About 12 years ago, John and I were at his grandma’s house in Cookeville, Tennessee. The grandchildren all called her “Dearmom,” although no one’s quite sure why. Regardless she was Dearmom to everyone, including me.
During that visit, we were in Dearmom’s basement, looking through boxes of stuff that had belonged to John’s late-grandpa, Bromfield Ridley. Brom, as he was called, was a character. Among his many quirks was that he wrote his name on everything — books, tools, whatever belonged to him — in black magic marker.
Brom also flew cargo planes in North Africa in World War II, was a college biology professor and once went fishing with football legend Terry Bradshaw.
While going through boxes, one of us came across a tattered book with one of those old, marbled covers. It was literally falling apart. Affixed to the front of it was yellow sticky note that said this: “Civil War diary of some Holbrook or McCuistion — don’t know any more about it.”
Turns out, the diary was written during the summer and fall of 1861 by Columbus Williamson Holbrook, of Mt. Vernon, Texas. John’s grandpa’s older sister, Mary Wells, had married a Holbrook, although not until the 1900s.
The diary passed down through the Holbrook family, then to Mary Wells and her husband, and finally to John’s grandparents. Because John and I are interested in history, Dearmom gave it to us.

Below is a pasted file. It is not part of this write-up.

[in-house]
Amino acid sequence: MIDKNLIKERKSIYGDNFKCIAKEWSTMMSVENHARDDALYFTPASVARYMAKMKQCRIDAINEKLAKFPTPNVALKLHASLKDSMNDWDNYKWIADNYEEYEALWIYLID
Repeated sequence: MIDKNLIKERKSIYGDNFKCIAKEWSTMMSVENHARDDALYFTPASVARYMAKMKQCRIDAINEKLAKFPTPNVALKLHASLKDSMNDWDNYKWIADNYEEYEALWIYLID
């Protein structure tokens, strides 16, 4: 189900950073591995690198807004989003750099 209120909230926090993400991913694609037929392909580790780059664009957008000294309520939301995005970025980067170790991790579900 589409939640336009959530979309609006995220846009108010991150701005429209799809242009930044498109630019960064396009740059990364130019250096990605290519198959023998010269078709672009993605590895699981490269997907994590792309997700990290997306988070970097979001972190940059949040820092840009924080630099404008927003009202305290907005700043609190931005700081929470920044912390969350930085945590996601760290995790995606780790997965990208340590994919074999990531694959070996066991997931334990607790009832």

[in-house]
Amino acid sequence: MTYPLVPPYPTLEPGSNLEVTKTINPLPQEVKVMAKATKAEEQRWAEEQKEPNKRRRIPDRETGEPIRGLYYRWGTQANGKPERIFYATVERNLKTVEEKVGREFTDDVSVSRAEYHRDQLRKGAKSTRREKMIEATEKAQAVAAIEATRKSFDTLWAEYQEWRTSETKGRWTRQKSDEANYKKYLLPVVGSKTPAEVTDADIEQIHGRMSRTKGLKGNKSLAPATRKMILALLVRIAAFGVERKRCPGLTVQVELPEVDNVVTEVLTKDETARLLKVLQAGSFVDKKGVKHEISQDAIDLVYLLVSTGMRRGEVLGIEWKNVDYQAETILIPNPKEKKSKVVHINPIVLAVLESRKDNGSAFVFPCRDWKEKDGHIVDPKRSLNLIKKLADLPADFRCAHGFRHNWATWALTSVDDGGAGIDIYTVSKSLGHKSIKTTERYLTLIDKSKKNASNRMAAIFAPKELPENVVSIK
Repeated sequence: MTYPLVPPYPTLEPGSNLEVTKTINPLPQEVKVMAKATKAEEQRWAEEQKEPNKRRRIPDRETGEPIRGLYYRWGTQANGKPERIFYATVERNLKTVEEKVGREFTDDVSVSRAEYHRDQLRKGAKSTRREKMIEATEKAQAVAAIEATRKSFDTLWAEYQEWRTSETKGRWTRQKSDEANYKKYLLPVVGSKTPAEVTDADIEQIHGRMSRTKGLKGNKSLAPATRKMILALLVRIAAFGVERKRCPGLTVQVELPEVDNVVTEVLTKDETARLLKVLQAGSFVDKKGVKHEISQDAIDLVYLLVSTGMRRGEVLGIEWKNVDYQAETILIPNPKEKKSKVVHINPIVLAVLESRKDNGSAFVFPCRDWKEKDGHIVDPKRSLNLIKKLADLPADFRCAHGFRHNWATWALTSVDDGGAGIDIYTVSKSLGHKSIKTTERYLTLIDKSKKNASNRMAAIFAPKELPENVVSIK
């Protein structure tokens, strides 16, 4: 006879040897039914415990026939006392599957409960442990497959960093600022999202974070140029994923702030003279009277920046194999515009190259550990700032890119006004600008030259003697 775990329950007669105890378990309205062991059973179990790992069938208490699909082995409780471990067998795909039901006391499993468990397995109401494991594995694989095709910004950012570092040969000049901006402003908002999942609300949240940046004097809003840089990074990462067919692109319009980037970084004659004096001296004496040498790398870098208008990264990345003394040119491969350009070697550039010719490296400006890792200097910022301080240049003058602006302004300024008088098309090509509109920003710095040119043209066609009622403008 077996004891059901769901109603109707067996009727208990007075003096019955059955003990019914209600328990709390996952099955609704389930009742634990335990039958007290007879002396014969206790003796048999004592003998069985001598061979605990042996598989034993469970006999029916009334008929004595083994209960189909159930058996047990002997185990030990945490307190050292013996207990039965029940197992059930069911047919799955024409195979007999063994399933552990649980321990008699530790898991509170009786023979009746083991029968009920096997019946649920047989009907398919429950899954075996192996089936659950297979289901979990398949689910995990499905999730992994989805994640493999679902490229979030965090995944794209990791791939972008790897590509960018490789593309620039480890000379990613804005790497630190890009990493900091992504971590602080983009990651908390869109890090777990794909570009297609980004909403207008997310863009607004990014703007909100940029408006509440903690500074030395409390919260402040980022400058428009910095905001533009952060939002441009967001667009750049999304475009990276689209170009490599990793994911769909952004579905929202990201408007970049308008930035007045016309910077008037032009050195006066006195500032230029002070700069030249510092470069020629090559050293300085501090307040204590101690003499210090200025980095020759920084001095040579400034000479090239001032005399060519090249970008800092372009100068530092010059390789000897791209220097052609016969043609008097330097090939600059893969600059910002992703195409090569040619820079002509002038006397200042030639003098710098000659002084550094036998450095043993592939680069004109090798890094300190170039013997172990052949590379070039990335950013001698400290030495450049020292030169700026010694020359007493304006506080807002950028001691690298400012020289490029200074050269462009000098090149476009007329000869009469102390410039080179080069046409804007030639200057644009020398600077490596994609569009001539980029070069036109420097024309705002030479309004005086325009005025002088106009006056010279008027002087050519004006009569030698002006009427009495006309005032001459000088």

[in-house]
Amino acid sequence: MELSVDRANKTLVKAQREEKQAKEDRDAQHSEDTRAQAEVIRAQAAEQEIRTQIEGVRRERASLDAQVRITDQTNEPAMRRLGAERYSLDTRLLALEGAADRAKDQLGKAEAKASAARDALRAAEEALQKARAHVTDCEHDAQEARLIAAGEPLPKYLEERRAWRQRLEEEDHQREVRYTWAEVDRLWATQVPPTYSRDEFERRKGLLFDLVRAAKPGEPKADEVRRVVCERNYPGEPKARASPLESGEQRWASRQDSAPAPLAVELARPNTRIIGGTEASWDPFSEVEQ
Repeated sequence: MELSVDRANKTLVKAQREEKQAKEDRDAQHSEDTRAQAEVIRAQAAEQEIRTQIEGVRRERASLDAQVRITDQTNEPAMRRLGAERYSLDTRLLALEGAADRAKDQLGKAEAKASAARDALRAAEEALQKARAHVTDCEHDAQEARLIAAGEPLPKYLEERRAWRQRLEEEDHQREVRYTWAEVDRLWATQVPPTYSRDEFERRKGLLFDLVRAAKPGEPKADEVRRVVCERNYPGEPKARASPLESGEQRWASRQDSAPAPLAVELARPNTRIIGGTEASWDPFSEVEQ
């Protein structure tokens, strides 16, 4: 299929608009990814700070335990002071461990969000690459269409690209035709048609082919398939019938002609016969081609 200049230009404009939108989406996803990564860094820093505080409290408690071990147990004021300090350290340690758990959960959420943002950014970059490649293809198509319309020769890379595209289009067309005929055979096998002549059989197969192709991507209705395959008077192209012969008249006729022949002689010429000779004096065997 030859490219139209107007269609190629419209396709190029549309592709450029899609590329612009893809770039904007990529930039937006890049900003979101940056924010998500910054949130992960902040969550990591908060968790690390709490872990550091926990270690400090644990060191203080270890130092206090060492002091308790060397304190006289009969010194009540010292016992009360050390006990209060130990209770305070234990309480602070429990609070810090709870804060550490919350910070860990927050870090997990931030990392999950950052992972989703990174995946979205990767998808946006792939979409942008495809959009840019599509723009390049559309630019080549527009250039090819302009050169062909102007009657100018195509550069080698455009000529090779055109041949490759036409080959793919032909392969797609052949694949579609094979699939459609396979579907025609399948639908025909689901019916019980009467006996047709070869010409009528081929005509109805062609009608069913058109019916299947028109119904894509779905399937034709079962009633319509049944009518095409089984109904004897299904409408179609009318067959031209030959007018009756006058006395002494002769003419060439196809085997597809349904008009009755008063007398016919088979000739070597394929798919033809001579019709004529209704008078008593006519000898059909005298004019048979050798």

The diary sat around our house for about 10 years in a gallon-sized baggy. That is not a good way to store a paper document, by the way, but regardless, there it sat on a shelf in the office.
Over the years, one or the other of us opened the diary a few times, but the writing was mostly in pencil and very faded and difficult to read. It wasn’t until about two years ago that I decided to transcribe the diary from beginning to end.
Like I said, it was in terrible shape. Some pages were falling out. There were moldy spots and some rips and holes. I don’t imagine my handling of it did it any favors in the end, but the thought of being perhaps the only person who had ever read the entire thing was too enticing to resist. What secrets would I discover inside?
So over the summer of 2014, sometimes using a magnifying glass, I transcribed C.W. Holbrook’s diary. The first entry, after a listing of Holbrook family members, is written by Holbrook’s younger brother, William Walter Scott Holbrook:
Mr. C.W. Holbrook
My dear brother that fell a victim in the war. He is gone to his eternal abode where there is piece, joy and happiness throughout the endless ages of eternity. Your brother.
I don’t know exactly when William Walter Scott Holbrook penned this sweet eulogy to his brother. The 1860 U.S. Census for Titus County, Texas, lists W.W.S. Holbrook as a 2 year old, so it’s likely the entry was written much later than his brother’s death, which is said to have occurred sometime in 1862.
It’s possible the younger Holbrook didn’t even remember his brother, but wrote the entry based on what he was told by other family members.
Soon, I’ll post eloquent farewell letters, written in Holbrook’s diary by his neighbors and friends. But I guess that’s enough for now. Until later…